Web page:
In my post yesterday, I should have specifically addressed Alan Dershowitz’s culminating confusion (in this essay):
[I]f it is clear that [Scalia’s] constitutional views permitting the execution of factually innocent defendants are inconsistent with the teachings of the Catholic Church[,] then, pursuant to his own published writings, he would have no choice but to conform his constitutional views to the teachings of the Catholic Church or to resign from the Supreme Court.
Time permits me only this short response: I believe that Dershowitz misreads the “published writings” of Scalia to which he refers — namely, Scalia’s May 2002 article in First Things on the morality of his participation in death-penalty cases. In that article, Scalia makes clear the distinctive difficulty that a death-penalty case may pose for the Catholic justice:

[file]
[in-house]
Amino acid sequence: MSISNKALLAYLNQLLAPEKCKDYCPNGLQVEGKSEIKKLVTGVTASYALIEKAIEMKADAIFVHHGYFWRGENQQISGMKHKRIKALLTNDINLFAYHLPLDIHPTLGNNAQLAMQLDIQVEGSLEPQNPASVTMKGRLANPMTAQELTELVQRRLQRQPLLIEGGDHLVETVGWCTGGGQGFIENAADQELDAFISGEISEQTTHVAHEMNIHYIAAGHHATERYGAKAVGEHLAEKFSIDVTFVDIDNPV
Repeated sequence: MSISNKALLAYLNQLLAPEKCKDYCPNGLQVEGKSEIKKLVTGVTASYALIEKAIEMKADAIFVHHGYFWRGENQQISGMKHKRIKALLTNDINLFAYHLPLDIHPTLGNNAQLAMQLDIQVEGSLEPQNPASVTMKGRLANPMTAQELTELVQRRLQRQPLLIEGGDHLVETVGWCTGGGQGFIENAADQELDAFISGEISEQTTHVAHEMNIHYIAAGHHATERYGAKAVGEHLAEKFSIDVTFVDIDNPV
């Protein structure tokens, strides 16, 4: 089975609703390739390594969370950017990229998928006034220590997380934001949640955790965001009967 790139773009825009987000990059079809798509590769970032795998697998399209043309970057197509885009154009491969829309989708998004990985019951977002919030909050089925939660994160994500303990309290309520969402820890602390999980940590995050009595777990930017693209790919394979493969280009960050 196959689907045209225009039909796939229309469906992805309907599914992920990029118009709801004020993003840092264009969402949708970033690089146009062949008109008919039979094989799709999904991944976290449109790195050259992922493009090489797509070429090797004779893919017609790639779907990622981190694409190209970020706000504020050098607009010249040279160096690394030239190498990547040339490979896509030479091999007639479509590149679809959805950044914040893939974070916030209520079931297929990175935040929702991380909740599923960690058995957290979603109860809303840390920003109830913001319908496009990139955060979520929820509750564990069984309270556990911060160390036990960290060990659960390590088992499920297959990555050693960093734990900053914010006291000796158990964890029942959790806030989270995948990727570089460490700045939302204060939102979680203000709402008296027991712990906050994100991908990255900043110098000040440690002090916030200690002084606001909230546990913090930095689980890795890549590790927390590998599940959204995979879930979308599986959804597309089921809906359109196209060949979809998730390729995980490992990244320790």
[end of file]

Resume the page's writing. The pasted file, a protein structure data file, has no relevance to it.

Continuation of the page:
My vote, when joined with at least four others, is, in most cases, the last step that permits an execution to proceed. I could not take part in that process if I believed what was being done to be immoral.
By the same token, it would seem to follow that Scalia could not take part in the process of permitting the execution of an individual whom he believed to be actually innocent. But that does not mean that Scalia must conclude that a death-penalty system is immoral if it relies, say, on the vehicle of executive clemency rather than judicial adjudication of “constitutional” claims of “actual innocence” to prevent execution of those actually innocent.
If Dershowitz’s reading were correct, it would likewise require Scalia to entertain claims of “actual innocence” for a wide variety of crimes, not just for those for which the death sentence has been imposed. After all, for those who are actually innocent of the crimes for which they’ve been convicted, it is surely gravely immoral to commit them to a long prison sentence. (I am of course not contending that the degree of the immorality is identical to that of a wrongful execution.)